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Andreia Gonçalves, Ermelindo Leal, Artur Paiva, Carlos Ribeiro, Flávio Reis, Antonio Ambrosio, Rosa Fernandes; Sitagliptin prevents blood-retinal barrier breakdown, inflammation and neuronal cell death in the retina of type 1 diabetic animals. Invest. Ophthalmol. Vis. Sci. 2013;54(15):6340. doi: https://doi.org/.
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© ARVO (1962-2015); The Authors (2016-present)
Diabetic retinopathy, the main microvascular complication of diabetes, is a leading cause of vision loss and blindness. A novel class of oral antidiabetic agents, the dipeptidyl peptidase type 4 (DPP-IV) inhibitors, has shown to improve glycemic control by enhancing the levels of active incretin hormones, which in turn increase insulin secretion in patients with type 2 diabetes (T2D). The aim of this work was to evaluate whether sitagliptin can exert protective effects in the retina by a mechanism independent of insulin secretion, in a type 1 diabetes (T1D) animal model.
Two weeks after streptozotocin-induced diabetes, the rats were orally treated with sitagliptin (5 mg/kg/day) for two weeks. Glucose, HbA1c and insulin levels were evaluated in serum or total blood. The blood-retinal barrier (BRB) breakdown was evaluated using Evans blue. The activity of DPP-IV was assessed using a fluorogenic substrate. The content and/or distribution of tight junction (TJ) proteins (occludin, claudin-5 and ZO-1), DPP-IV/CD26, IL-1β, TNF-α and Bax was evaluated by western blotting and/or immunohistochemistry. Retinal cell apoptosis was assessed by the TUNEL assay. The number of CD34+ cells present in the circulation was assessed by flow cytometry.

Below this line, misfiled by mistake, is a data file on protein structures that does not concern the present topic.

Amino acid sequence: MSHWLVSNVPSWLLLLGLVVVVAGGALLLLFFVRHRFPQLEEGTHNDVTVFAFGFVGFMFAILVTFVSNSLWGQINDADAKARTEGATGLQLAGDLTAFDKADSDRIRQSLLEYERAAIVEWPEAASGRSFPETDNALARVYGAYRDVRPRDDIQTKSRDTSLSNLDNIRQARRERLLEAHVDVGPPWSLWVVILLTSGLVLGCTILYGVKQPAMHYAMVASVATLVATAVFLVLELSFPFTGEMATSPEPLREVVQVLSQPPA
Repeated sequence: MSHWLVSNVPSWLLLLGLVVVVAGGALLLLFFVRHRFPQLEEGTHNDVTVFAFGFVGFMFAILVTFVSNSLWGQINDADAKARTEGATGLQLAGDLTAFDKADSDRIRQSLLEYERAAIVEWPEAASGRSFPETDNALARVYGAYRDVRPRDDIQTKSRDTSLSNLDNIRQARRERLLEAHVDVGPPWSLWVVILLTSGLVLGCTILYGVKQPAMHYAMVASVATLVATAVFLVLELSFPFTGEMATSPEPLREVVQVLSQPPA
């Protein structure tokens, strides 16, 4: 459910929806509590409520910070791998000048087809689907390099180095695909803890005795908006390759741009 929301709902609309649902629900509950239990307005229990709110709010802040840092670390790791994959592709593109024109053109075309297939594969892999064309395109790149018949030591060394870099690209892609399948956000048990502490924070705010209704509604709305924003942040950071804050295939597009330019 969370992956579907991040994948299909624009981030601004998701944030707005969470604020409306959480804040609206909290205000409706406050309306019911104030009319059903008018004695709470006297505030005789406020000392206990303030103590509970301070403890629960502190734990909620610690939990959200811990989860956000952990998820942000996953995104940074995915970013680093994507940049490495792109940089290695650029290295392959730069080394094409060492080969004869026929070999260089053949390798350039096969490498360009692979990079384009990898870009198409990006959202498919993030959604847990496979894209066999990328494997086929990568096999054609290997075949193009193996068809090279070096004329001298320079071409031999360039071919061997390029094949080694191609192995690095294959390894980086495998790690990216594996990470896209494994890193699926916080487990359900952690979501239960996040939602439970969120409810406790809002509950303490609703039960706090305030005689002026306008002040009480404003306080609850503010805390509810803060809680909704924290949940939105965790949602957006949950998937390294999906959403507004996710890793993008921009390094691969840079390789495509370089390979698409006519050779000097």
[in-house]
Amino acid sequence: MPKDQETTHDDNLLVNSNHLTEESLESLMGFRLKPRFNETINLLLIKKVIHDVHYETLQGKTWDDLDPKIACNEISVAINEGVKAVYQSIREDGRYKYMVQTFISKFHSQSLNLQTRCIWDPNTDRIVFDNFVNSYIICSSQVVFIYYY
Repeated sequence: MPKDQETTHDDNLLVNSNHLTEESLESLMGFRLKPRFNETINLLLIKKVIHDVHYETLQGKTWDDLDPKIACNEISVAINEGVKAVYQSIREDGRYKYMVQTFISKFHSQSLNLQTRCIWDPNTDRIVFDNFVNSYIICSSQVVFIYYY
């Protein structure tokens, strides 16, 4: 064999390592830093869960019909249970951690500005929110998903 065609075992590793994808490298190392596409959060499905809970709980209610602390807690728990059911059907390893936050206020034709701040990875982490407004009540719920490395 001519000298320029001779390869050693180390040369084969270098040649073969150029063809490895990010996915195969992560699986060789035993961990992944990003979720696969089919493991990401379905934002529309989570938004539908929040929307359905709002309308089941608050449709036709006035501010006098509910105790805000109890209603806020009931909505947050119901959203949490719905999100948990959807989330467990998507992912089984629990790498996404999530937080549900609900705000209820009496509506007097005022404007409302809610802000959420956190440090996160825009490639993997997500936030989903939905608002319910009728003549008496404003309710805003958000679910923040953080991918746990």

Sitagliptin treatment had no effect on weight, glucose, HbA1c or insulin levels in diabetic animals. However, it prevented the increase in the activity and content of DPP-IV/CD26 induced by diabetes in serum and retina. Sitagliptin also prevented the increase in BRB permeability and inhibited the alterations in the subcellular distribution of TJ proteins induced by diabetes. Furthermore, sitagliptin was able to prevent the increase in IL-1β, TNF-α, Bax and TUNEL-positive cells in the retinas of diabetic animals. Treatment with sitagliptin prevented the decrease in the number of CD34+ cells in the peripheral circulation of diabetic animals.
In conclusion, sitagliptin inhibits the BRB breakdown in a T1D animal model, by a mechanism independent of normalization of glycemia, by preventing changes in TJ organization. Sitagliptin also exerted protective effects against inflammation and pro-apoptotic state in the retina of diabetic rats. Altogether, these results suggest that sitagliptin might be envisaged to be used in T1D and T2D patients, to prevent or delay the development of diabetic retinopathy.
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